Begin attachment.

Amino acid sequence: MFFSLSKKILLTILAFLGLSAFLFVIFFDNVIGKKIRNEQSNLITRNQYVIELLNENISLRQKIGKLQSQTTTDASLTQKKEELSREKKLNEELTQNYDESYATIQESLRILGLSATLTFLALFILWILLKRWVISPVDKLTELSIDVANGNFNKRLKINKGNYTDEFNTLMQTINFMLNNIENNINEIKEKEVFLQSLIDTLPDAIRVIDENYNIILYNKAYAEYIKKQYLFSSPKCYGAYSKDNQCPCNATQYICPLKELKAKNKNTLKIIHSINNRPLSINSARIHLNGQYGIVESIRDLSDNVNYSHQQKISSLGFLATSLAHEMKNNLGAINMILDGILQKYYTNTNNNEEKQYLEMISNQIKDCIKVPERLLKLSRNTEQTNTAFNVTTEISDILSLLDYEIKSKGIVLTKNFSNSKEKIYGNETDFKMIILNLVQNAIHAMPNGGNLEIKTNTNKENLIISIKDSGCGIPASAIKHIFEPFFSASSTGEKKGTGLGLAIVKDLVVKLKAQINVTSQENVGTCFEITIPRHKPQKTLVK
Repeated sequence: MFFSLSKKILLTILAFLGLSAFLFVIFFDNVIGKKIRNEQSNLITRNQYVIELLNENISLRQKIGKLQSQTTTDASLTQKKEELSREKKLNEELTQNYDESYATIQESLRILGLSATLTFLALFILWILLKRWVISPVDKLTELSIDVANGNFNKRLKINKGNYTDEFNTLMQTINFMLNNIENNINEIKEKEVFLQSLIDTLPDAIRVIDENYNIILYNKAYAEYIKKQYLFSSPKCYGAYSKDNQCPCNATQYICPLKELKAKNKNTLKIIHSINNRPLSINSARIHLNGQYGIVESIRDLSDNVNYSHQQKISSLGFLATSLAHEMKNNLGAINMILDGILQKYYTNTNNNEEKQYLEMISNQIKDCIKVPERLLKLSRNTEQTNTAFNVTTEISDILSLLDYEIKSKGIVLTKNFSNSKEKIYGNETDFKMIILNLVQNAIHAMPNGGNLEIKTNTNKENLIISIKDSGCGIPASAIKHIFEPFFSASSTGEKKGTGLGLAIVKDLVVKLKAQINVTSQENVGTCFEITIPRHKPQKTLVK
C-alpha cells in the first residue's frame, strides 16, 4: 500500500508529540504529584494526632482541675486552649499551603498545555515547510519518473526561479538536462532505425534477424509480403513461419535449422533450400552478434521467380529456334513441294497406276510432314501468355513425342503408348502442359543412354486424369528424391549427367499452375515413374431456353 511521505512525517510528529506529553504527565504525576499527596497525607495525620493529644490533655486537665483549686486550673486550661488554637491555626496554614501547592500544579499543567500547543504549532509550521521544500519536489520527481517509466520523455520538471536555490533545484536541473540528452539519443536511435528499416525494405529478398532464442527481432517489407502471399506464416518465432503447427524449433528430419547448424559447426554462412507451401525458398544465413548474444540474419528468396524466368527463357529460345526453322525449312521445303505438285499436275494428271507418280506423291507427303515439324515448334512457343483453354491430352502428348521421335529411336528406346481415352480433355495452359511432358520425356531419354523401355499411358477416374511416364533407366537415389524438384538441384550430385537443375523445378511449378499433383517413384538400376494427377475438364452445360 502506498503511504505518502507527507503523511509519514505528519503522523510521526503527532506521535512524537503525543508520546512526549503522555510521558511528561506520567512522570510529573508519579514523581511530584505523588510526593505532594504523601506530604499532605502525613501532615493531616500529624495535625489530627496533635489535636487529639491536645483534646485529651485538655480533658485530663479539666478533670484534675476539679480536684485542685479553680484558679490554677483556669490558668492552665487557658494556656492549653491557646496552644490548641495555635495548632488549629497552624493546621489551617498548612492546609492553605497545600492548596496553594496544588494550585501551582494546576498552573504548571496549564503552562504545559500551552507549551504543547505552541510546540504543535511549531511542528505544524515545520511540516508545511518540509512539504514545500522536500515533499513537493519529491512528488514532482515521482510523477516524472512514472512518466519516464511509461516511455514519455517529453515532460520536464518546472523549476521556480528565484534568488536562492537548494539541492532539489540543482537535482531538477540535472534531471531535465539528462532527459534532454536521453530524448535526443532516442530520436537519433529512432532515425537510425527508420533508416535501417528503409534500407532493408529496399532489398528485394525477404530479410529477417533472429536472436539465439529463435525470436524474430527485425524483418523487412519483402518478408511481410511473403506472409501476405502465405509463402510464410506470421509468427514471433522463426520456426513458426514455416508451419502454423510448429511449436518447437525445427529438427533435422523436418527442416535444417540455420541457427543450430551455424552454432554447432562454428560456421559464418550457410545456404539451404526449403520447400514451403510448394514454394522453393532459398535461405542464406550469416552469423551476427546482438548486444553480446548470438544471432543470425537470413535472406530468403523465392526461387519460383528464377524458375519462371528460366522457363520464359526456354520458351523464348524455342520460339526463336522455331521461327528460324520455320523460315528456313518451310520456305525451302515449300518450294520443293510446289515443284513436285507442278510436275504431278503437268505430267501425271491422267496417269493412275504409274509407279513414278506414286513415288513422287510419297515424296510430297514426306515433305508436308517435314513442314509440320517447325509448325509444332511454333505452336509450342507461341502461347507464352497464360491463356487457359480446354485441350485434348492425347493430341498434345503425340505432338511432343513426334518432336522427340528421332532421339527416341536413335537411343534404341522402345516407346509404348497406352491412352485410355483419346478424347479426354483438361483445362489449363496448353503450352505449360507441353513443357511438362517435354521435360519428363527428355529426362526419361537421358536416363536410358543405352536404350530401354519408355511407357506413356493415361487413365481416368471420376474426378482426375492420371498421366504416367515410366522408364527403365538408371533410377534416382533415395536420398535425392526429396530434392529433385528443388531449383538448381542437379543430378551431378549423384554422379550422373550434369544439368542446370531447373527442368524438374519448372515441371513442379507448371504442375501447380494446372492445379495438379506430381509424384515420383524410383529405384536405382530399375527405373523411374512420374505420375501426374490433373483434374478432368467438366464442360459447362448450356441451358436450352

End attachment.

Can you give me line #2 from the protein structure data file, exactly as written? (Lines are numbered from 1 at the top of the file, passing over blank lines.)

Repeated sequence: MFFSLSKKILLTILAFLGLSAFLFVIFFDNVIGKKIRNEQSNLITRNQYVIELLNENISLRQKIGKLQSQTTTDASLTQKKEELSREKKLNEELTQNYDESYATIQESLRILGLSATLTFLALFILWILLKRWVISPVDKLTELSIDVANGNFNKRLKINKGNYTDEFNTLMQTINFMLNNIENNINEIKEKEVFLQSLIDTLPDAIRVIDENYNIILYNKAYAEYIKKQYLFSSPKCYGAYSKDNQCPCNATQYICPLKELKAKNKNTLKIIHSINNRPLSINSARIHLNGQYGIVESIRDLSDNVNYSHQQKISSLGFLATSLAHEMKNNLGAINMILDGILQKYYTNTNNNEEKQYLEMISNQIKDCIKVPERLLKLSRNTEQTNTAFNVTTEISDILSLLDYEIKSKGIVLTKNFSNSKEKIYGNETDFKMIILNLVQNAIHAMPNGGNLEIKTNTNKENLIISIKDSGCGIPASAIKHIFEPFFSASSTGEKKGTGLGLAIVKDLVVKLKAQINVTSQENVGTCFEITIPRHKPQKTLVK